was Broken in the Broadcasting Council’s Constituting,
Belgrade, June 9, 2003 (VIP Daily News Report)
-- In the constituting of the Broadcasting Council
certain legal provisions on the manner of electing
its members were violated, and the OSCE has pointed
this out to the Serbian authorities, said the head
of the OSCE Mission in Serbia and Montenegro, Maurizio
In regard to the remarks by media associations concerning
the violation of the legal procedure in the election
of certain members of the Broadcasting Council, Massari
told Beta that the OSCE welcomed the formation of
that body after a several-month delay, since it was
necessary for the implementation of the Law on Broadcasting.
“The formation of the Council and its composition
were approved by the parliament and we respect that
decision. At the same time, we are aware of the fact
that certain provisions of the law have been violated
and we appealed to those responsible to try to respond
to this violation of the procedure”, said Massari.
Commenting on the objections of the media to certain
provisions of the Law on Public Informing, Massari
said that the OSCE “believed this law to be a step
in the right direction”.
“We believe it is better to have that law than not
to have it. That does not mean it is perfect”, Massari
Andric, the chairman of the Serbian Parliament’s
Committee for Culture and Information, said on April
17 that the decision would stand for the moment, although
the committee would honour any proceedings demanded
of it. He went on to announce that the next session
of the Serbian Parliament would debate the Telecommunications
Bill and that the Access to Information Bill would
also be tabled in the near future. Andric said that
these two bills would complete Serbia’s media legislation
and that there would be no further need for changes.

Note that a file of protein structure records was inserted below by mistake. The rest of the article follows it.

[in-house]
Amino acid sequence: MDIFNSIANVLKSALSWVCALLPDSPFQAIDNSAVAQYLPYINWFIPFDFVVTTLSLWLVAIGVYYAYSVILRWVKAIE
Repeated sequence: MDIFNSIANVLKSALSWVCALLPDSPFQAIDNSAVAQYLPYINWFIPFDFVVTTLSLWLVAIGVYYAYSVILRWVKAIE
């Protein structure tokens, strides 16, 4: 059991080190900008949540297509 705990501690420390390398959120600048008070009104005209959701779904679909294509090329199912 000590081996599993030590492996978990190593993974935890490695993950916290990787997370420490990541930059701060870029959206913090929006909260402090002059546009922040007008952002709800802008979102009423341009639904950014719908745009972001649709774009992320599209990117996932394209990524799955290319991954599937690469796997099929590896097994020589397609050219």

the president of the Independent Association of Serbian
Journalists described the Broadcast Act and the Council
as being long overdue. “The deadline for the establishment
of the Council was exceeded by six months. Having
had to wait so long, we could have survived another
month for the sake of having the members elected in
accordance with the law. A beginning where a member
is appointed without regard to the law is a bad beginning
and we urge that the matter be brought into line with
one of the media legislation’s architects and an associate
of the Yugoslav Lawyer’s Committee for Human Rights,
described the appointments as adding to legal insecurity.
“If the law is breached by the parliament which passed
it, it is doubtful that the public and broadcasters
will respect it; given that this council will rule
on broadcasting licences, why should those who are
refused licences honour its decisions?”
the director of the European Agency for Reconstruction
said on April 17 that he was aware of the claims and
criticism, adding that they should be addressed to
the parliament. “The legal sectors of the government
and the parliament should consider the grounds for
these accusations and the ways in which to respond
On April 17 the European Agency for Reconstruction
signed a memorandum of understanding with the Serbian
Government and the OSCE Mission in Serbia-Montenegro
which regulates the support to be provided by these
two international organisations for the establishment
of the Broadcast Agency.
the OSCE ambassador in Belgrade, told B92 on April
“We are aware of certain criticism regarding appointments
to the Council and we know that the 30-day provision
in the Law on setting up the Council was not, in this
“Respect for the legal procedures needs to be regarded